MKTG 405-2 Integrated Marketing Communications Spring 2007.
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MKTG 405-2 Integrated Marketing Communications Spring 2007
Week of January 22, 2007 What is IMC? What are the elements of IMC? What is the IMC planning model? What is market analysis, and how important is it to IMC? How do the marketing mix elements affect IMC, and vice-versa (push & pull, etc.)? What is the difference between client organizations and IMC agencies? How are IMC agencies structured?
What is Integrated Marketing Communications (IMC)? IMC is the coordination and integration of all marketing communication tools, avenues, and sources within an organization that results in a seamless program, which has the desired impact on consumers and other end users at an acceptable cost to the organization.
What is a brand? The word “brand” is derived from the Old Norse word “brandr,” which means “to burn.” According to the AMA, a brand is a “name, term, sign, symbol, or design, or combination of them intended to identify the goods and services of one seller or group of sellers and to differentiate them from those of competition.”
What distinguishes a product from a brand? A product is any entity offered to a market for attention, acquisition, use or consumption that might satisfy a need or want (Kotler,2000). A brand is the sum total of consumers’ perceptions and feelings about the product’s attributes and how they perform, about the brand name and what it stands for, and about the company associated with the brand. (Achenbaum, 1993)
Customer-Based Brand Equity “... the differential effect that brand knowledge has on customer response to the marketing of that brand.” brand knowledge Kevin Lane Keller, 1998
Brand Knowledge “... is a function of awareness, which relates to consumers’ ability to recognize or recall the brand, and image, which consists of consumers’ perceptions of and associations for the brand.” –Keller, 1998
Brand Knowledge Brand Image Brand Awareness Brand Recall Brand Recognition Types of Brand Associations Favorability of Brand Associations Strength of Brand Associations Unique Nature of Brand Associations Attributes Benefits Attitudes Non-Product Related Product- Related Price User & Usage Imagery Brand Personality Feelings & Experiences Functional Experiential Symbolic Brand Knowledge
Positive brand equity results in: Greater perceived differentiation Stronger brand loyalty Larger profit margins Higher trade support Increased marketing communication effectiveness Opportunities to extend and license brand name
Brand Equity: 2005 Big Winners 2005 RankBrand2005 Brand Value ($billions) 2004 Brand Value ($billions) Percent Change 55EBAY$5.70$4.70+21% 29HSBC10.438.67+20 20SAMSUNG14.9612.55+19 41APPLE7.996.87+16 44UBS7.576.53+16
Brand Equity: 2005 Big Losers 2005 RankBrand2005 Brand Value ($billions) 2004 Brand Value ($billions) Percent Change 28SONY$10.75$12.76-16% 33MORGAN STANLEY 9.7811.50-15 56VOLKS- WAGEN 5.626.41-12 96LEVI’S2.662.98-11 13HEWLETT- PACKARD 18.8720.98-10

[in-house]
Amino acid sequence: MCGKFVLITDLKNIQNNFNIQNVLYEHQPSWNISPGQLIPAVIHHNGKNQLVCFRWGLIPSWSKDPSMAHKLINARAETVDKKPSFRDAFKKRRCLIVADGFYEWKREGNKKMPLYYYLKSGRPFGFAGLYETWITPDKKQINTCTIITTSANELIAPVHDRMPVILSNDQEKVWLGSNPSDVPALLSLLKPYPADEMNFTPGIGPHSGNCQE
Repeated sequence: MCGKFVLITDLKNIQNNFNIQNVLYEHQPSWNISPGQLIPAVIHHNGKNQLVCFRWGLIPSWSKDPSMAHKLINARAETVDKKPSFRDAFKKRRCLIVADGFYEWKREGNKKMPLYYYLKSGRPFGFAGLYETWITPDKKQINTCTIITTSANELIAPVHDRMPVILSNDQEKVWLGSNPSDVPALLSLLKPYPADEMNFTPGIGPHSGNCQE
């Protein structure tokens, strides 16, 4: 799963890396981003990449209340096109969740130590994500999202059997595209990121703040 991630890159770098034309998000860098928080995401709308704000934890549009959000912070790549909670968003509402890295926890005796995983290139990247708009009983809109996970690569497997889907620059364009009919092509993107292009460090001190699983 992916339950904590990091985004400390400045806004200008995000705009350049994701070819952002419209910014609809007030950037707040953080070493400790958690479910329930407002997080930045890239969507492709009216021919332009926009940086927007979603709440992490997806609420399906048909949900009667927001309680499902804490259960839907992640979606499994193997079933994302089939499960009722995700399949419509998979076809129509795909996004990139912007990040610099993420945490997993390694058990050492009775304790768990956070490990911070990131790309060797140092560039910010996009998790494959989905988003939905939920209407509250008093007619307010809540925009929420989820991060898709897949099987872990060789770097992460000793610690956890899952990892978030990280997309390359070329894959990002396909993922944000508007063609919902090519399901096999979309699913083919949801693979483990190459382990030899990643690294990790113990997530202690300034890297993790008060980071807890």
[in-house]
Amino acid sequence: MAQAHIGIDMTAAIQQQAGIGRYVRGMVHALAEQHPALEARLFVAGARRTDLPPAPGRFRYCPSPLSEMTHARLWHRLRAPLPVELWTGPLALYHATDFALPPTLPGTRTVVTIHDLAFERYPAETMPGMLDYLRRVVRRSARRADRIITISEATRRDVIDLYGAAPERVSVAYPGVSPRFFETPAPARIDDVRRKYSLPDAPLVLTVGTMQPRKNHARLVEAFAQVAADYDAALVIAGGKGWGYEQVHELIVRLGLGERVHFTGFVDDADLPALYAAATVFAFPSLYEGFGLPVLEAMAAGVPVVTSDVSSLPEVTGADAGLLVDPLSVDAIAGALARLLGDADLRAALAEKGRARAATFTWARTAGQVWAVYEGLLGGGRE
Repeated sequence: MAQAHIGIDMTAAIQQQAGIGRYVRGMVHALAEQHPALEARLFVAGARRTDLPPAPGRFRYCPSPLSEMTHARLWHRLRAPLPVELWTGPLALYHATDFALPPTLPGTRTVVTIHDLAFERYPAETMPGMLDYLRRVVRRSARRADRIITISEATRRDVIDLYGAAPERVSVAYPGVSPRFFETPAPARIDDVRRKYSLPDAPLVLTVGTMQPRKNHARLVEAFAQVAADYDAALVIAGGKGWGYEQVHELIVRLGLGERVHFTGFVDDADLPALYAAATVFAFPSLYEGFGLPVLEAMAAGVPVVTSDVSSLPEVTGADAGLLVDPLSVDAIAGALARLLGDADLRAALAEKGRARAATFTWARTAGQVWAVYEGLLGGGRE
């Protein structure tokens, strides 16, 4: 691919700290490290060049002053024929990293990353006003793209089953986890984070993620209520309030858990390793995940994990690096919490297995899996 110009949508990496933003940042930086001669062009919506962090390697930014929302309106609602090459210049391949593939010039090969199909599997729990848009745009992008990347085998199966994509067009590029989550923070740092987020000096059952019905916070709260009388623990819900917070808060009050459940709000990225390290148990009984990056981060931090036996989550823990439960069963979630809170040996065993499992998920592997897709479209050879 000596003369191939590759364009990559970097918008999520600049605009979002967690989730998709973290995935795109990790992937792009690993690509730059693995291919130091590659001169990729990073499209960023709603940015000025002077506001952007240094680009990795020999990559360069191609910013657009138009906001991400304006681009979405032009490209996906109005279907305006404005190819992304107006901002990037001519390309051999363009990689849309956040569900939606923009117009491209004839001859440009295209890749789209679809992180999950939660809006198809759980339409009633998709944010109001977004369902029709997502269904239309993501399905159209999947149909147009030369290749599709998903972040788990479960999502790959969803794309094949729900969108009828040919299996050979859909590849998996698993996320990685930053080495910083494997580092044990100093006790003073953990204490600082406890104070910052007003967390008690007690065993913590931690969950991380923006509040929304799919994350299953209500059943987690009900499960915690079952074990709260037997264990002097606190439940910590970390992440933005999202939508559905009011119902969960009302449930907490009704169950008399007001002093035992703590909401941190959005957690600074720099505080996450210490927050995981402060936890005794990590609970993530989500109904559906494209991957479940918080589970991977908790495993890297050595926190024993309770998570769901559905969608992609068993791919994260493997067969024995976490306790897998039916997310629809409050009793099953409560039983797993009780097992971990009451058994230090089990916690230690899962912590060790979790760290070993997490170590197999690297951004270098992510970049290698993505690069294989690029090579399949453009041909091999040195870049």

Other elements of IMC Direct Interactive/Internet Sales Promotion PR/Publicity Personal Selling
IMC Planning Model Review of the marketing plan Analysis of promotional program situation Analysis of communications process Budget determination Develop IMC program Integrate and implement marketing communication strategies Monitor, evaluate, and control IMC program
A Fundamental Approach to Marketing Strategy Segmentation Targeting Positioning
Definitions of Market Segmentation, Targeting, and Positioning Market segmentation: a process of dividing a heterogeneous market into homogeneous subparts Targeting: a process of selecting a market segment(s) to pursue. Positioning: a process of creating and serving a market niche defined by the customer (often relative to the competition)
What Constitutes a “Good” Segment? Uniqueness - Are there large between- group differences in segments? Responsiveness - If we design specific strategies for a segment, will that segment respond? Actionability - Can we take action with this segment? Stability - Will the segment be stable over time? Profitability - Will this segment benefit the organization?
Purposes of and Bases for Segmenting Consumer Markets Decision-making purpose Product design Advertising message Advertising media Packaging Distribution Price Bases for segmentation Benefits or attributes sought Product usage situation Benefits or attributes sought Product usage situation Buyer characteristics Heavy user characteristics Volume or size of purchase Product usage situation Shopping patterns Significance of purchase Price sensitivity Volume or size of purchase
Purposes of and Bases for Segmenting Business-to-Business Markets Decision-making purpose Sales force allocation to accounts Product design and communication appeals Communication targets Bases for segmentation Volume Location Product usage (industry type) Product usage (application type) Benefits/attributes sought Buying center members
The Targeting Decision Segment size and growth rate Firm objectives and resources Does this segment fit with our objectives? What are the success requirements for this segment? Do we possess the needed competencies?
Positioning What is positioning? Why positioning? How do you know your position?
Approaches to Positioning Attribute Price/quality Use or application Product user Product class Competition